Everything you've sent over the internet in encrypted form -- including details of your purchases from encryption-protected websites and https / SSL communications -- will be an open book to the NSA in just a few years. Over time, quantum computers will become less expensive, meaning the NSA will, over time, be able to retroactively break an increasingly large number of encrypted files. The only safe assumption here is to assume that ALL encrypted files possessed by the NSA will eventually be broken, very likely within the next decade if not sooner.
The NSA will, of course, weaponize this technology and use it to destroy its political opponents while rapidly expanding its own power and reach. Quantum computing will be used not to set humanity free but to enslave humanity to centralized, digitized authoritarian rule. The laws of physics, in other words, will be turned against humanity to create a hyper-dangerous, authoritarian techno-fascist regime that rules the world.
In covering quantum computing, we've noticed a strong pattern of denial across independent media, which seems to dislike the idea that cryptocurrency, as currently structured, will likely be made horrifyingly vulnerable in just a few years by these advances in quantum computing. Many promoters of Bitcoin, in particular, have long operated in the dream world of self-delusion rather than reality, telling themselves that Bitcoin would rise to $1 million and take over global banking, for example. In truth, Bitcoin is absurdly slow to clear transactions, and the very concept of blockchain is in some ways self-defeating, since widespread use would make the sheer size of the blockchain ledger itself far larger than the storage capabilities of mobile devices. The more people use Bitcoin, the bigger the blockchain becomes in terms of sheer storage and computational requirements to update stored wallets.
That doesn't mean cryptocurrency is a bad thing, of course. Any technology that achieves decentralization and challenges the pure evil of central banks is a good technology for humanity. Regardless of Bitcoin's true origins -- which remain shrouded in secrecy and myth -- the underlying technology core of Bitcoin, as currently structured, looks like it's about to be rendered potentially obsolete (unless radical changes are made, see below). The fact that China is also working feverishly on quantum computing means that U.S. interests cannot abandon the project, or they risk being beaten in the "quantum supremacy" game by a powerful geopolitical enemy.
Once quantum computing is achieved at the 256-bit level, the technology will quickly be stolen, copied or sold to other nations, and the deployment of 256-qubit systems will become widespread within a few years. It won't be long before encryption breaking becomes ubiquitous, and all the old secrets protected by 256-bit encryption will be exposed to the surveillance state.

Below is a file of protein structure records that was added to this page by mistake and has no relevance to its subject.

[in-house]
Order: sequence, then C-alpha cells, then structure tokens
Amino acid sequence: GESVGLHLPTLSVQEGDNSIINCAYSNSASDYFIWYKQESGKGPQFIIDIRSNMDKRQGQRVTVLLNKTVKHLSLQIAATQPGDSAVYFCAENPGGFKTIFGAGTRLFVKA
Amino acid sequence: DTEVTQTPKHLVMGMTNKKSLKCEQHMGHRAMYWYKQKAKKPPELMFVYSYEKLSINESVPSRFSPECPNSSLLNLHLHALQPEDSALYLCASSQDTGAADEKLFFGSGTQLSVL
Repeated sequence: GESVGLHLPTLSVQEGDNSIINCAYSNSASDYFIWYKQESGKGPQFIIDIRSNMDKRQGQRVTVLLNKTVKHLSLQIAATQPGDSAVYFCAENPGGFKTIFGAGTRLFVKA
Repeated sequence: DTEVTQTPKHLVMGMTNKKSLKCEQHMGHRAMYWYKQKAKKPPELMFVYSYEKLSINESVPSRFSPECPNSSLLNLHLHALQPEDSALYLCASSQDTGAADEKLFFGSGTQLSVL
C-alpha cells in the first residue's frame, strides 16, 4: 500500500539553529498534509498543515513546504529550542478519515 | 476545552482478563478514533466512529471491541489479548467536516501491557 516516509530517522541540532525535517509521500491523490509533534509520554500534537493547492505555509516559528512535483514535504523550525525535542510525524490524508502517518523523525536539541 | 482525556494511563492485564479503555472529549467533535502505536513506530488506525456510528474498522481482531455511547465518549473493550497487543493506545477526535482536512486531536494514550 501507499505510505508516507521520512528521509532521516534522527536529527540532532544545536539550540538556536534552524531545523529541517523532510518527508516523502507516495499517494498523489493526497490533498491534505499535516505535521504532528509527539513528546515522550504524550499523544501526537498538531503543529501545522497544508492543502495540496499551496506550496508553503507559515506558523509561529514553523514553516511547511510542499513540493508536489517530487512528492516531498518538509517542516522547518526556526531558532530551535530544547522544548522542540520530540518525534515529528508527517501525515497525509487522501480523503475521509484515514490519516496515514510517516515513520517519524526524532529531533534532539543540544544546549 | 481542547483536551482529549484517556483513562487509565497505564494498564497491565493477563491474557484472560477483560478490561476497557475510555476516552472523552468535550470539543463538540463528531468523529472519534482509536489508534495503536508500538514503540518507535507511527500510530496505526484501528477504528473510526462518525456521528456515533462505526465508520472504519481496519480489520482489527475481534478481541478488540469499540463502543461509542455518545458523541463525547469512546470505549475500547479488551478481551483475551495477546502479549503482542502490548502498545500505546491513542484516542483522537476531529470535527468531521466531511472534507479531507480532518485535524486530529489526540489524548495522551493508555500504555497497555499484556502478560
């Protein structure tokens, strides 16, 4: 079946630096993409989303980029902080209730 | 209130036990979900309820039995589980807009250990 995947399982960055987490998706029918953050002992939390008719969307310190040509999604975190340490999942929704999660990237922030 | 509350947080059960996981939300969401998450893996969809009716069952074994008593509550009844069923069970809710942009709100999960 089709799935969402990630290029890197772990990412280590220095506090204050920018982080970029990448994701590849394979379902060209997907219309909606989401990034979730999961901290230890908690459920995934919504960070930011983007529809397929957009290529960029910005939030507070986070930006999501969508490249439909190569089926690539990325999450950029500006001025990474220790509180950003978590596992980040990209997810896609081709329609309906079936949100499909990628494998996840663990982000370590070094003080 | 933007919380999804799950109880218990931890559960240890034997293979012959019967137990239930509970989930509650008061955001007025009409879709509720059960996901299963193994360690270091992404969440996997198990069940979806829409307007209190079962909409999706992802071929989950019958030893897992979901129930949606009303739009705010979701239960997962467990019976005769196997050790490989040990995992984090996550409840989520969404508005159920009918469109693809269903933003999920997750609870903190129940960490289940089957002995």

If Bitcoin (or any cryptocurrency) hopes to survive, it must develop a new encryption method that does much more than merely adding bits to the encryption keys. Shifting to 512-bit encryption is only a delaying tactic, since a 512-qubit quantum system won't be far behind the achievement of 256-qubit computing.
Fortunately, the people behind Bitcoin and other cryptos are truly some of the smartest people in the world, and they may yet develop new cryptography solutions that can out-pace quantum computing in ways we can't currently imagine. The incorporation of personal biometrics into encryption algorithms might be one solution. So-called "quantum encryption" is another possibility, but widespread deployment of that technology would require new hardware on all computing platforms (you have to read the spin states of atomic elements), making this solution less than feasible, given current technology.
My guess is that the very smartest encryption people involved in the crypto world are already well aware of the risk that quantum computing poses to the crypto backbone, and they are already exploring possible solutions. So I don't think quantum computing automatically spells the end of cryptocurrency; I think it will force crypto to re-engineer itself in radical ways. Yes, there is a very real risk that some cryptocurrencies might not adapt quickly enough and could become obsolete, but the smartest cryptos will likely find a way to adapt and overcome. (Never underestimate the intelligence of the people who built Zcash, as a general rule.)
Personally, I hope crypto survives, and I hope we will still find ourselves living in a world where citizens can have secrets that can't be read by government regimes. Because the alternative to that -- a world where governments can break all encryption -- is a very dangerous, dark, evil world in which no human can truly be free. Sadly, quantum computing research is marching us in precisely that direction, and there has never been a game-changing technology that wasn't eventually used to murder, brainwash or enslave humanity.